This is Part Two of a collaborative blog series I am writing with my friend Graham Edwards about how to get things done. I loved the idea of writing this series because I thrive on action and being able to help others meet their goals. If you missed it, here is the link to my last post about getting unstuck.
In this second post, I will show you how to bridge the gap between where you are and where you want to be. In short, this is a pragmatist’s approach to goal achievement. If you implement these techniques religiously, you will definitely get yourself moving in the right direction.
After you read this post, grab a notebook and go over the post again. Identify your goal and then write down everything you need to do as per the directions below.
Think about the end result first. Usually, when we think about our goals, we think about the first thing we need to do, then the second, etc. By the time we reach the third item on the list, we’ve lost interest and more often than not, never start any of it. I’d like to challenge you to take the backwards approach to goal achievement. Instead of just saying what you want to do, start by imagining the end result of successfully implementing the required actions. In this stage avoid thinking about the journey. That looks like too much work and can be discouraging! Think only about the end result of all your effort. Read on to get a better feel for what I am talking about.
Imagine it through your senses. When you think about achieving your goal, how does it feel, smell, taste, sound, and look? Okay, maybe not all goals can be tasted or smelled, but the celebration of your achievement could include some of your favourite food, drinks, or even a cigar. How will you reward yourself? How will you feel once you’ve accomplished the goal? Your emotions are very powerful in helping drive results. Never think about how you will feel if you don’t achieve it. Focus only on the magnificent feeling of achieving. Are you receiving an award? What are people saying about you? Are you being interviewed by the media? The more elaborate your success story, the more you will own the goal and the path toward achieving it.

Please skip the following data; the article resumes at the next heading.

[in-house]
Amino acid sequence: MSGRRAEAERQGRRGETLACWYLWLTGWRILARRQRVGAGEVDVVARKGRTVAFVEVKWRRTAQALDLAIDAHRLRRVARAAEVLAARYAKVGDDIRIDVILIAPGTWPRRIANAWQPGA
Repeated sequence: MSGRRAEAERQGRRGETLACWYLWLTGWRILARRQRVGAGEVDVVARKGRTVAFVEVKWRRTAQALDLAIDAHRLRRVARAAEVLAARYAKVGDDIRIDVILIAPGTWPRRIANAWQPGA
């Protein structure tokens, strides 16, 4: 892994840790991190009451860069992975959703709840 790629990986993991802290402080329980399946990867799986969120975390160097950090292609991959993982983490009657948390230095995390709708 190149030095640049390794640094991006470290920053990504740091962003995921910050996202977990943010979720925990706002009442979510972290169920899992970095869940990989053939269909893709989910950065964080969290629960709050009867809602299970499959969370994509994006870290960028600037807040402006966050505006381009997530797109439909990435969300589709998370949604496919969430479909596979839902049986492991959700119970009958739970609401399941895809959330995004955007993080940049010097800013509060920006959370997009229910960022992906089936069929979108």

Now that your goal is complete, what emotions are you experiencing? Speak about your goal in the present continuous tense to make sure your head is in the correct space of making the goal feel real and achievable. Say something like, “Now that I have achieved my goal of… I am feeling very proud and happy.” Again, focus on those emotions in order to keep the goal real in your mind and to generate excitement. By the way, you can do this as a team exercise for corporate goals or as a private exercise for any of your personal goals.
Imagine that you’ve accomplished it and think about how you got there. This may seem a little redundant, but there is a method to this madness. Think about what exactly you did to achieve the goal. What did you buy? Where did you go? What routines did you establish? When did you initiate key activities? How did you implement your plan? Once you answer these questions and any other important ones you think of, you will have laid out the steps to take once this paper exercise is finished.
Drill a little deeper. List people who helped you achieve your goal and what they did for you. Everyone needs a favour, a loan, some muscle, or some type of support from someone else. Who are you asking for help? What are you going to need from them?
What were your challenges and how did you overcome them? We don’t want to get stuck in a rut on the road to success. Give some thought to any possible snags and list any viable solutions. By doing this you will actually eliminate obstacles completely.
Create a project planner with activities, start dates, and completion dates. I love Excel sheets for this. You don’t have to have any fancy project management software unless you’ve got a huge team and a super complicated project to deal with. Excel sheets are simple to use and you can sort the sheet so that the start dates come in chronological order. Pop key dates into your calendar as well. Look at the sheet daily. It is your task list, after all. After you’ve got your timeline all figured out, consider adding a spot for a budget. Will there be costs associated with achieving your goal? Where will the money come from? Plan everything.
Find an accountability partner to keep you on track. Meet every week, either over the phone or in person. Put this meeting in your calendar as a recurring meeting that cannot be cancelled or delayed without a strong reason. Talk about what you accomplished that week, problem-solve when necessary, plan the week ahead and repeat. It never hurts to have to be accountable to someone for fulfilling your personal agreement. That’s what coaches are for, by the way. Everyone thinks coaching is about therapy, but it isn’t. Therapists are for therapy. Coaches help you get things done, on time and on budget. They help you see past the fog and gain clarity so you can get more done. As always, I would be more than happy to assist you on your journey to goal achievement. Feel free to reach out to me if you want my support.
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